In today’s issue:
1. Biden Shows his Hand on China
- 'Biden’s Opening Salvo on Beijing'
2. Xi Shows his Hand on the U.S.
- 'China’s Xi Champions Multilateralism at Davos, Again'
- 'Xi Jinping Wows Them at Davos'
3. Multi-Lateralism, Chinese-Style
- 'China’s Xi Warns Against Confrontation in Veiled Message to Biden'
- 'Xi Jinping at the Virtual Davos: Multilateralism with Chinese characteristics'
4. Cooperation or 'Strategic Competition'?
- 'China rejects 'strategic competition' and calls on US to cooperate'
We are just a week into the Biden Era, and China and the U.S. are presenting its opening moves.
On the China side, of particular interest are two policies being pushed:
- ‘Multilateralism,' that in China’s meaning may be ‘Multilateralism with Chinese Characteristics.’ Hence a different meaning for China than what the rest of the world understands, and
- ‘Cooperation’ as the guiding principle in U.S.-China relations.
In sum, the lines being drawn are:
- Chinese ‘Multilateralism’ versus U.S.'s ‘Coalition of Allies,’ and
- China’s ‘Cooperation’ versus the U.S.’s ‘Strategic Competition.’
In his virtual Davos speech this week, Xi Jinping highlighted both.
- So far, the Biden administration isn’t budging. And don’t expect it to.
On the U.S. side, tell me again about how Biden is going to be soft on China. As Walter Russell Mead writes:
- ‘The Biden administration is less than a week old, but its most consequential foreign-policy decisions may already be behind it.’
- ‘Initiating his China policy with the most aggressive concatenation of moves against a foreign power that any peacetime U.S. administration has ever launched so early on, President Biden has thrown down a gauntlet that Beijing is unlikely to ignore.’
‘Besides issuing a formal invitation to Taiwan’s top Washington representative to attend the inauguration (the first such invitation since the U.S. established formal relations with Beijing in 1979), the incoming team has pledged to continue arms sales to Taiwan and indicated that it wants to delay high-level U.S.-China talks until it consults with close allies—a stand that China will interpret as a rebuff.’
- ‘As if this weren’t enough, Secretary of State-designate Antony Blinken announced that he concurs with his predecessor Mike Pompeo’s finding that China is engaged in a genocide against its mostly Muslim Uighur minority in Xinjiang province.’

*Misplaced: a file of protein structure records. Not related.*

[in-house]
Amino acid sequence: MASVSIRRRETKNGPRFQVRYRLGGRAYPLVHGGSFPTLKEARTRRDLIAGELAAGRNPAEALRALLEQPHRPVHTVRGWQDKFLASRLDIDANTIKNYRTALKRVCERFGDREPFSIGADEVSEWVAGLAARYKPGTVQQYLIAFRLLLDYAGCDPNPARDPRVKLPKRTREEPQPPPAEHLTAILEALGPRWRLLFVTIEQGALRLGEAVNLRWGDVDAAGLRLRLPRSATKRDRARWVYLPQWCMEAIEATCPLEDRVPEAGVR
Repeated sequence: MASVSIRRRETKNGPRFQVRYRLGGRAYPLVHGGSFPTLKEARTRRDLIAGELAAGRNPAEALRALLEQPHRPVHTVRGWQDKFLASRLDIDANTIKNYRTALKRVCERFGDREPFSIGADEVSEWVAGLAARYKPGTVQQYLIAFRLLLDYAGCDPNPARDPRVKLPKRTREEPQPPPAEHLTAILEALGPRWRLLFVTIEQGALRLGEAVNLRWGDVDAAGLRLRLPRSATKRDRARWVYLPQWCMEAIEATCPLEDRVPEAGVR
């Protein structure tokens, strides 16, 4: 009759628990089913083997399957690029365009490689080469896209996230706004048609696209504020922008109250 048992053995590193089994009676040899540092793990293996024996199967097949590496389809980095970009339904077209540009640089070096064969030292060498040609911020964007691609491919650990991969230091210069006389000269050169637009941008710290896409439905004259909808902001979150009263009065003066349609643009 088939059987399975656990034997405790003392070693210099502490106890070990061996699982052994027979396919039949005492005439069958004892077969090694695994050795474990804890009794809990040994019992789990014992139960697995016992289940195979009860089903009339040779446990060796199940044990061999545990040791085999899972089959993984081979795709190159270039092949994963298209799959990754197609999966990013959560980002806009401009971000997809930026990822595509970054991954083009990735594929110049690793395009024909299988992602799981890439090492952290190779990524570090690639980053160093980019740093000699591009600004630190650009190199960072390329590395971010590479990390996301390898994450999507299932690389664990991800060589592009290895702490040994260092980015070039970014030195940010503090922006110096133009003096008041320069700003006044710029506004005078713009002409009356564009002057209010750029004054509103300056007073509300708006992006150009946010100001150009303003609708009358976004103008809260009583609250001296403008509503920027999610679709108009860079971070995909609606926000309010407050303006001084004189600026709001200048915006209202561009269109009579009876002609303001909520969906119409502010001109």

- ‘Taken with the previously planned dispatch of a naval strike group to the South China Sea, it all amounts to a stern message to Beijing.'
'The early signs from China aren’t encouraging,’ Mr. Mead continues:‘On Inauguration Day,'
- Chinese forces attacked Indian positions in Sikkim, across the border from Tibet.’
- ‘Following 13 Chinese sorties into Taiwan’s southwestern air-defense identification zone on Saturday, State Department spokesman Ned Price warned China to cease “its military, diplomatic and economic pressure against Taiwan.” ’
- ‘China responded by sending another 15 sorties the next day.’
If this was a bit of the stick, Xi Jinping offered some carrots in his virtual Davos address on Monday: ‘Chinese President Xi Jinping called on countries to uphold international rules and to remain “committed to openness and inclusiveness.” ’
- ‘ “The problems facing the world are intricate and complex. The way out of them is through upholding multilateralism and building a community with a shared future for mankind,” Xi said,’ reports the Nikkei Asian Review.
- ‘He emphasized the importance of abiding by international law and international rules, stating that “international governance should be based on the rules and consensus reached among us, not on the order given by one or the few.” ’